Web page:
A New Era of Immunotherapy in Lymphoma: Nivolumab and Pembrolizumab Give New Hope to People with Lymphoid Malignancies

Picture1By Peter Martin, MD

Nivolumab and pembrolizumab are members of a class of drugs known as immune checkpoint inhibitors. Both drugs are monoclonal antibodies that bind to and inhibit the programmed death 1 receptor (PD-1) on the surface of T-cells, thereby improving the ability of the immune system to fight against cancer. The concept is especially attractive because it capitalizes on the ability of the immune system to fight cancer rather than relying on drugs that are toxic to cancer cells. Both drugs (as well as other immune checkpoint inhibitors) have demonstrated significant promise in various solid tumors (e.g., melanoma) but are only now entering the world of lymphoma. On December 7, during a morning session at the 56th annual meeting of the American Society of Hematology, we saw some early evidence of the promise that this class of drugs represents.

In the first abstract, Dr. Philippe Armand presented preliminary results from a phase I trial of nivolumab in patients with previously treated Hodgkin lymphoma (HL). These results were simultaneously published in the New England Journal of Medicine and led the FDA to grant nivolumab the breakthrough therapy designation for patients with relapsed/refractory HL. A total of 23 patients with relapsed or refractory HL were enrolled on the trial and every patient experienced reduction of tumor burden, including 70% achieving a partial response and 17% experiencing a complete response. Of the 18 patients who had previously received brentuximab vedotin, the overall response rate was 89%. Longer follow up will be required to better estimate the duration of benefit.

In a second abstract, Dr. Alexander M. Lesokhin presented the results from the same phase I trial of nivolumab in patients with relapsed or refractory lymphoid malignancies, including B-cell and T-cell non-Hodgkin lymphoma (NHL) and multiple myeloma (MM). The overall response rate in patients with B-NHL was 28%, including 40% of patients with DLBCL. Nivolumab appeared less promising in patients with T-NHL and MM.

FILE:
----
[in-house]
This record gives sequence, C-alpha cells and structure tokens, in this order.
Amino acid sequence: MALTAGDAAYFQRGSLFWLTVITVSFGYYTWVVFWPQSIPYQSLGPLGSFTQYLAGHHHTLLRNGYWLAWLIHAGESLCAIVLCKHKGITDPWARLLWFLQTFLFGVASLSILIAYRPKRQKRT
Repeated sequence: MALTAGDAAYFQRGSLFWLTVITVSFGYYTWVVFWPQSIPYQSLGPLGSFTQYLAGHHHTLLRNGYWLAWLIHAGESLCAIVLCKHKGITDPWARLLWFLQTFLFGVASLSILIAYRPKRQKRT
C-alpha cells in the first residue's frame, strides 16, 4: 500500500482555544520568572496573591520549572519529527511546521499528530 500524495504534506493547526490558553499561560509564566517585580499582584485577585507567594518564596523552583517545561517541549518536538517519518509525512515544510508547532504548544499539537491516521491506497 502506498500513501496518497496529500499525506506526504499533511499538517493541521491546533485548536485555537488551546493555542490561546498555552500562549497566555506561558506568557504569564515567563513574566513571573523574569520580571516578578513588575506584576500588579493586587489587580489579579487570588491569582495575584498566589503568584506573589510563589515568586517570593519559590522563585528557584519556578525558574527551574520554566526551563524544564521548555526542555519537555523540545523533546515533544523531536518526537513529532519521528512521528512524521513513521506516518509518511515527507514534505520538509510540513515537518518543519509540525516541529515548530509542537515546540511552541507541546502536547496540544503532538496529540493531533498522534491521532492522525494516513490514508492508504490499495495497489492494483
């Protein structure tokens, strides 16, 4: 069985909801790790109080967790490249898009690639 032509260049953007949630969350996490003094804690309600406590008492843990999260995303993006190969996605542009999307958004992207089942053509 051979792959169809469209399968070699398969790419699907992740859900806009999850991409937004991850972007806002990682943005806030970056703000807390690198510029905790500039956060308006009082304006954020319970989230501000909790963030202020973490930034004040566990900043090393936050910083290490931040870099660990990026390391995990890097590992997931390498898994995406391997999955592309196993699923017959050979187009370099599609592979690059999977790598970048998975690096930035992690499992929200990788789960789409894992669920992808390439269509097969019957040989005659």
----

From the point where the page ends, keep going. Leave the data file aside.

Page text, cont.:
In a final abstract Dr. Craig H. Moskowitz presented preliminary results from a phase I trial with pembrolizumab in patients with Hodgkin lymphoma after failure of brentuximab vedotin. Almost 70% of patients had also previously received prior autologous stem cell transplantation and the median number of prior therapies was 4. The reported response rate was 53%, including a 20% complete response rate.

The results from these trials confirm the activity and safety of anti-PD-1 antibodies in patients with Hogkin and non-Hodgkin lymphomas. For information regarding ongoing trials at Weill Cornell Medical College with nivolumab for treatment of Hodgkin and non-Hodgkin lymphomas, follow the links for Hodgkin lymphoma, follicular lymphoma, and DLBCL, or contact us at (212) 746-1362. Look to this space for more news concerning nivolumab.

Author: lymphomaprogram

Located on the Upper East Side of New York City, the Lymphoma Program at Weill Cornell Medical College/NewYork Presbyterian Hospital is internationally recognized for our efforts to enable patients with non-Hodgkin lymphoma, Hodgkin disease and related disorders to have the best possible clinical outcome, including cure when possible.

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